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James - another thought: does your MDX have a spare tire? The MDXs without SHAWD didn't come with a spare. The spare will add some weight in the back end and could possibly noticeably affect the cush of the ride. If you don't have one you might to consider getting one since it's handy to have a spare anyway just in case.

The other suggestion another poster mentioned up-thread about the hitch is something to consider as well, even if you don't really need a hitch. It'll also add weight to the back although I don't know how noticeable it would be regarding the ride. You might even find utility in it for use as a hitch-mounted bike carrier or even, especially in NYC, as extra protection when parallel parking from people who pull up too close to you and would otherwise tap your bumper.
 

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Really enjoyed this thread. Arizona roads are pretty notorious for "someday" getting fixed. The swerve handling of my '18 MDX comes in handy missing the potholes just coming home on my main artery. Biggest threat around here are windshield missiles on the freeway -- I keep $0 deductible glass just because of it, and I think the last windshield repair was over $2K, insurance covered and Acura tech's camera adjustments thrown in. [In AZ trucks can travel in any freeway lane].

LOL on JamesNYC comment about finally going Acura after 17 years. I'm a bump on a log while my son seizes out my '08 Lincoln MKZ on loan (yep, it does have a temp gauge). Wife LOVES her friend's MKZ so WTH? We go down and get one. Have to admit my '03 2-Door CLX memories had me beguiled from the start, but happy wife = happy life. What could go wrong? Anyway, so far no surprises on the MDX. I'd like to get new white sporty wheels to match the car, so anybody with good leads on that, much appreciated. And I'm still surprised when I need to floor it on a roadway merge and the front drive squeals with delight LOL.

So this is my 9th post, working hard to see y'all's attachments after the Moderator Police are done with me :)
 

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Discussion Starter #34
Thank you all. I added about 80 pounds of weight to the trunk of the car, and also set the front tires to 33psi and rear to 34psi.

Both my Wife and I believe it has made a positive impact. You still feel the bumps on our horrible NYC roads, but you feel slightly more grounded and less like your body is being thrown into the air. I think we will keep the weights in the back until our kids grow (and easily add much more than 80 pounds!) or unless we are going on vacation and loading up the trunk in any case.

I may put the tires back to 35psi (recommended) as it gives me the heavy jeevies to have them low - but 2 psi is still just 5% so hopefully it's not a big deal.

I will keep an eye on my gas mileage to see if there is any noticeable drop from the weight - I can't imagine 80 pounds would have much of an impact but if I see it dropping I'll decide how important it is to me for the improvement in handling.

Thanks all. There's a lot of variables to car buying - If I was able to make forward progress on this one, makes me really enjoy the car that much more. Thanks.
 

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Always noticed the suspension was harsh when it was just me but quite pleasant with 4 people in my 2018 MDX Adv when at 35 psi all round. Decided to lower it to 32.5 on all since it is mostly just me driving the car and that made a significant difference, the ride is borderline plush now, also cornering seems better as well.
 

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JamesNYC
After spending a few years with an RDX, I bought a 17 MDX for the extra room and better ride. After 30,000, it started to ride more like the RDX, a little harsh at times and quite a hum from the tires. I do a lot of Jersey Turnpike driving, and noticed the Michelin’s were part of the problem. At 40,000 I changed over to Pirelli Scorpion, as I did with the RDX, and the ride is much quieter and a little smoother.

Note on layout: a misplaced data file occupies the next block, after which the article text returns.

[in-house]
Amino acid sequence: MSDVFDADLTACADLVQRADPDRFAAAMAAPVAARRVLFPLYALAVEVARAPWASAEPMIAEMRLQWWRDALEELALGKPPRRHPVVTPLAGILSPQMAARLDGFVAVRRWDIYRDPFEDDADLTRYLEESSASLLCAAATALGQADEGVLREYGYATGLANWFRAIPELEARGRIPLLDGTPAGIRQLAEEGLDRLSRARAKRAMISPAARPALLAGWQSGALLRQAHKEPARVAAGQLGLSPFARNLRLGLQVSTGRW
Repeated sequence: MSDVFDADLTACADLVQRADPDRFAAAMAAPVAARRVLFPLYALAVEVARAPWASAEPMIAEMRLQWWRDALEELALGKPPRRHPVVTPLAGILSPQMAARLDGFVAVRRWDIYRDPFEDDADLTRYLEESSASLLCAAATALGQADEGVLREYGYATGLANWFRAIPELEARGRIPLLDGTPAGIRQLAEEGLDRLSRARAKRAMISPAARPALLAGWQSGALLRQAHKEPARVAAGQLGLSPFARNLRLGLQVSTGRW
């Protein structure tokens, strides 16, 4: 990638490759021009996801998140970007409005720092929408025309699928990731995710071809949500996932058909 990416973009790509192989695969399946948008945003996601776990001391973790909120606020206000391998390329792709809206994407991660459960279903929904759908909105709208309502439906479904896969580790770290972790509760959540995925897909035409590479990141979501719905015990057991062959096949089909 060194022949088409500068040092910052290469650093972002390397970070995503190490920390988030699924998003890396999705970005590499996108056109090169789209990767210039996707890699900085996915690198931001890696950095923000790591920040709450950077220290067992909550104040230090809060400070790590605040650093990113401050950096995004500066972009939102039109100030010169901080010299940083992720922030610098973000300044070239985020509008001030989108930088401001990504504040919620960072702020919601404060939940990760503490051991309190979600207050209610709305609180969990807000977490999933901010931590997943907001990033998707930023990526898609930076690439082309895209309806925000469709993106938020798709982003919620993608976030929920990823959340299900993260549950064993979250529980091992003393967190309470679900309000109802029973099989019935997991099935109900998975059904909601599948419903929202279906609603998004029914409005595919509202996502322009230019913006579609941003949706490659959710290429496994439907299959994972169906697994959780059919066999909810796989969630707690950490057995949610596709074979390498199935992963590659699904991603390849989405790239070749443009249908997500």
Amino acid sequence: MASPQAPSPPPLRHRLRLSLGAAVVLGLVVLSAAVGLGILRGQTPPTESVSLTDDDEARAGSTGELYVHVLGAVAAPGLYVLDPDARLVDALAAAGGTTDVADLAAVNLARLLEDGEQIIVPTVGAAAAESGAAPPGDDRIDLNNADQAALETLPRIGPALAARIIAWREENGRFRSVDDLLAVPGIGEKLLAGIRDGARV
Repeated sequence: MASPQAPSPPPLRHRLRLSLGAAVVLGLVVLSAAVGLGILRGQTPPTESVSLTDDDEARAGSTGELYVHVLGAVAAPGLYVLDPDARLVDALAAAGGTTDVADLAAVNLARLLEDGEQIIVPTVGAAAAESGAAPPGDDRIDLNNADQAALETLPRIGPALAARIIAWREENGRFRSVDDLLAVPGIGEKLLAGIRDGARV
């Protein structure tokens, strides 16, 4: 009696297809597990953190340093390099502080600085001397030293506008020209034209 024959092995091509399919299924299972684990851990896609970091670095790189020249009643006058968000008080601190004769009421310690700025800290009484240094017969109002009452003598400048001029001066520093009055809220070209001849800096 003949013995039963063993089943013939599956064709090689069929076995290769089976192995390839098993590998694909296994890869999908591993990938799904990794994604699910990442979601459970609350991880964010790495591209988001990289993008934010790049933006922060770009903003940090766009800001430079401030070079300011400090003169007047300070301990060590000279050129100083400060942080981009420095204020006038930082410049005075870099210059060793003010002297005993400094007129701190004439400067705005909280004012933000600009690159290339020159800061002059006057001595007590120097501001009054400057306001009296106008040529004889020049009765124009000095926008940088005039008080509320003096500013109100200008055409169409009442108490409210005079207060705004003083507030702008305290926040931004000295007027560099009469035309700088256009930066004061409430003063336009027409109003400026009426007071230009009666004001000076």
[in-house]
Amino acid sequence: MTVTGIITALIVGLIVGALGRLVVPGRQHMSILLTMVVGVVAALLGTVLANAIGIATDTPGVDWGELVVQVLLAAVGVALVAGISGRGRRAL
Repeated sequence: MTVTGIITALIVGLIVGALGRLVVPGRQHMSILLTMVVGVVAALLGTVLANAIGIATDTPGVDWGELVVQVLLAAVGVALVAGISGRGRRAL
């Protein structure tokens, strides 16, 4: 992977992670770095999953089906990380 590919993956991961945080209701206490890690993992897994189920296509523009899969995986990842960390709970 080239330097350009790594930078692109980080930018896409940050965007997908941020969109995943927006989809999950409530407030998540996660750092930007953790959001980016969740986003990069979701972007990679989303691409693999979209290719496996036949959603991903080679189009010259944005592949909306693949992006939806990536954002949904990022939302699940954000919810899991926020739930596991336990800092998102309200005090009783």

Acura’s do not ride like a Lexus. It is a fact.
Great cars, but not as smooth as a luxury suv.


Sent from my iPhone using Tapatalk
 

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JamesNYC
After spending a few years with an RDX, I bought a 17 MDX for the extra room and better ride. After 30,000, it started to ride more like the RDX, a little harsh at times and quite a hum from the tires. I do a lot of Jersey Turnpike driving, and noticed the Michelin’s were part of the problem. At 40,000 I changed over to Pirelli Scorpion, as I did with the RDX, and the ride is much quieter and a little smoother.
Acura’s do not ride like a Lexus. It is a fact.
Great cars, but not as smooth as a luxury suv.
Owning other Lexus vehicles over the years, I've shopped the RX in the past. Definitely a more luxurious ride that MDX, but I need more room. I'm on Lexus forum and the RXL is not the 3 row solution most RX owners wanted.

My 17 MDX rides better than the previous three I have had, and better than a friend's RDX. Although they recently got the redesigned RDX and I am interested to ride in it and check it out.
 

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At 40,000 I changed over to Pirelli Scorpion, as I did with the RDX, and the ride is much quieter and a little smoother.
Will be interesting to see how these tires work out for you in the long term. The 2016 XC90 I had came with Scorpions and after ~15K miles, they made so much noise that people riding with me would comment on it. Granted, the car needed better sound insulation and there wasn't active noise cancellation, but still....

(Just checked TireRack and it looks like the tire is marketed now in a "Plus" version. Maybe there were some changes?)
 

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Always noticed the suspension was harsh when it was just me but quite pleasant with 4 people in my 2018 MDX Adv when at 35 psi all round. Decided to lower it to 32.5 on all since it is mostly just me driving the car and that made a significant difference, the ride is borderline plush now, also cornering seems better as well.
I think you are stressing the tires too much. But that’s just me. Good luck. I hope your life insurance is paid up.